An informal look at interesting Drupal resources and services at other universities.
Stanford Sites is a self-service tool for building and managing websites for University work. Websites are hosted on a dedicated Drupal infrastructure optimized for performance, streamlined maintenance, and community-requested features.Stanford Sites is available to current faculty, staff, and students to use free of charge and requires little technical expertise.
- Worth taking a look at the incredible range of contributed and custom modules supported on the platform.
Following are links to step-by-step guides created by Stanford Web Services to guide you through tasks of creating and maintaining a Stanford Sites Drupal instance.
"Drupallers Drop-in Help" is held on the Third Thursday of every month for people to drop in and be helped with any Drupal website questions they have (or to drop in and help others).
The Berkeley Drupal Users Group (BDUG) sponsors monthly presentations on building websites. This group is open to everyone in the area who is interested in learning, teaching or networking about Drupal.
- Support both UC Berkeley and non-UC Berkeley Drupal developers
- Foster collaboration and idea exchange between Drupal developers
- Sponsor: Elizabeth Elliott, Director of Talent and Organizational Performance
IST Drupal Cloud Hosting offers powerful, easy-to-use tools for building and maintaining Drupal-based websites and applications. Partnering with San Francisco-based Pantheon to provide free state-of-the-art development tools and affordable hosting plans, IST Drupal Cloud Hosting is designed to support the many campus departments, research groups, and other organizations using the Drupal content management platform.
I originally intended today's presentation as a review of where MIT is now in terms of web development, followed by a presentation of an alternative approach. But I can say really simply now where MIT is, leaving me to spend the bulk of my presentation showing something better.
Basically, MIT has two options for bringing in new websites: single-site single-client development, or Drupal Cloud.
The single-site approach is unmaintainable. The sites are built by an outside developer and handed over to their MIT client, usually a program's communication manager, to manage. The developer oftens works on a contract basis to maintain the site and make needed changes. And the communication's manager maintains the site. The essential flaw in this process is that new MIT sites reinvent the wheel over and over again, building the functionality (people, projects, publications, news events, blogs, media galleries), that should long ago have been packaged and made available to the MIT community in some sort of centralized process.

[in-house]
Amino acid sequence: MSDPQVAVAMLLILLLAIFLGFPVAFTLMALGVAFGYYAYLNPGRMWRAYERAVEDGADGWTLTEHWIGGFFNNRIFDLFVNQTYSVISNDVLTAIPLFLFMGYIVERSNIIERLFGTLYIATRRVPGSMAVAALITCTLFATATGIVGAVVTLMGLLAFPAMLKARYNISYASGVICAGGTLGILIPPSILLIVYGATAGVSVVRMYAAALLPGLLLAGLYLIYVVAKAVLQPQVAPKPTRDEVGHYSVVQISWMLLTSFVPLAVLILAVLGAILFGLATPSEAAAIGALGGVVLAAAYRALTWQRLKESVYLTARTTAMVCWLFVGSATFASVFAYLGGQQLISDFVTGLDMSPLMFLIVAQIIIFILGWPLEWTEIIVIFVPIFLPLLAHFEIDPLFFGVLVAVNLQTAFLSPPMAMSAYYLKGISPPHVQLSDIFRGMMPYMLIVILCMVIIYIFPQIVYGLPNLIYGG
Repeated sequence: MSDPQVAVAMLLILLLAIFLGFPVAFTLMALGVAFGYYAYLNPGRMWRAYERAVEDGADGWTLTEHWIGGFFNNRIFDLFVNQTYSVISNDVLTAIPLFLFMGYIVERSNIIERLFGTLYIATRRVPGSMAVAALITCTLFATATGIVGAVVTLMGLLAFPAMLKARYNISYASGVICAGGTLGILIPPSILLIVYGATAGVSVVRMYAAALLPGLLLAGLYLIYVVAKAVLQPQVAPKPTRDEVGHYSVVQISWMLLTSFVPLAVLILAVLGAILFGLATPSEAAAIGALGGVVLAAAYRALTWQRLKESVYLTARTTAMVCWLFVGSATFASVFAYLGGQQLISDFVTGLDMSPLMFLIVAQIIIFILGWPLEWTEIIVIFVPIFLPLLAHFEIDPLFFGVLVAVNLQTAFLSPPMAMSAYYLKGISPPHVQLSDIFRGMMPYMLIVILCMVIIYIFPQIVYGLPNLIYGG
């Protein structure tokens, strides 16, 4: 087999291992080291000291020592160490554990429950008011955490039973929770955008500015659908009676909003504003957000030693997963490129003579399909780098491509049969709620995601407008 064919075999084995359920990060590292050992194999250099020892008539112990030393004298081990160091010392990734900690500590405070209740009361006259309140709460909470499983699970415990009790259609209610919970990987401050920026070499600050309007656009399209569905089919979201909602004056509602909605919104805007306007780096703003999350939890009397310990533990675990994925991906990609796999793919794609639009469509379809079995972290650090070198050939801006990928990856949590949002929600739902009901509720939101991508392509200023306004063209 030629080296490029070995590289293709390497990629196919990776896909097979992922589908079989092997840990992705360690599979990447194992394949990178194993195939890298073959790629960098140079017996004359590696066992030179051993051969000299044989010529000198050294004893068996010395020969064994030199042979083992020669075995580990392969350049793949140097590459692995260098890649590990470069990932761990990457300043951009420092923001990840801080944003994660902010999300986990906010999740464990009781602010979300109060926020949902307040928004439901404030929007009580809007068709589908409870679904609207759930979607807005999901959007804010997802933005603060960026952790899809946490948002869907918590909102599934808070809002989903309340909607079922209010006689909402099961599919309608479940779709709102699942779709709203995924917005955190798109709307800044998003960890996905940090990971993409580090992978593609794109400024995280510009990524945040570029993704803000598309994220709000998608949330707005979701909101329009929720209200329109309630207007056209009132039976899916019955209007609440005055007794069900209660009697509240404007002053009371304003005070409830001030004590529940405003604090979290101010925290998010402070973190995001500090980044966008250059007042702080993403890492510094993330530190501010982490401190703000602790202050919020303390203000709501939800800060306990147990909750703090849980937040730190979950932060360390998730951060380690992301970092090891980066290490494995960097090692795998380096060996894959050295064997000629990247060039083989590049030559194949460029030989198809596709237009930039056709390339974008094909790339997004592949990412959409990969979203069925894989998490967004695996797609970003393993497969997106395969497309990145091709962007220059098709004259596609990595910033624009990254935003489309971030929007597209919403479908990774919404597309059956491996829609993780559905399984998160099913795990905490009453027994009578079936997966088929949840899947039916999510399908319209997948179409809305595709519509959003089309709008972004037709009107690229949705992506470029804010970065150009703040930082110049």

Drupal Cloud I discuss in the blog post from yesterday.
So what I'll be presenting today is my approach, which basically presents the concept of an MIT distribution, then demonstrates the power and functionality that it is possible to build on top of that basis.
1. Panopoly. I start by introducing Pantheon's Panopoly distribution, because it is becoming the standard base for most other distributions by virtue of its brilliant use of Panels and Panelizer.
2. Then I demo the Open Academy distribution, originally built by Chapter 3 for UC Berkeley (I believe), which is built on top of Panopoly and adds standard (ahem, Drupal Cloud) academic features like Publications, People, Events, and News.
3. And then I come to the primary thing I want to present, which is the Open Atrium distribution. Open Atrium builds on top of Panopoly, so it's basic structure should be very familiar. But it adds the most brilliant feature set and interface I've seen on any website. The distribution has been adopted by the United Nations as their primary platform, and that makes perfect sense to me.
Over the past year I've used Atrium as the basis of my own sites, and have added the features that I think belong on an MIT distribution, the most important of which is a documentation intranet. The fundamental flaw with nearly all web development is that there is no documentation, neither for users nor developers. Sites are built and handed off, but as soon as anyone from the original team leaves, the site becomes unmaintainable. Virtually every stand-alone site I’ve seen at MIT has gone through this life-cycle spiral.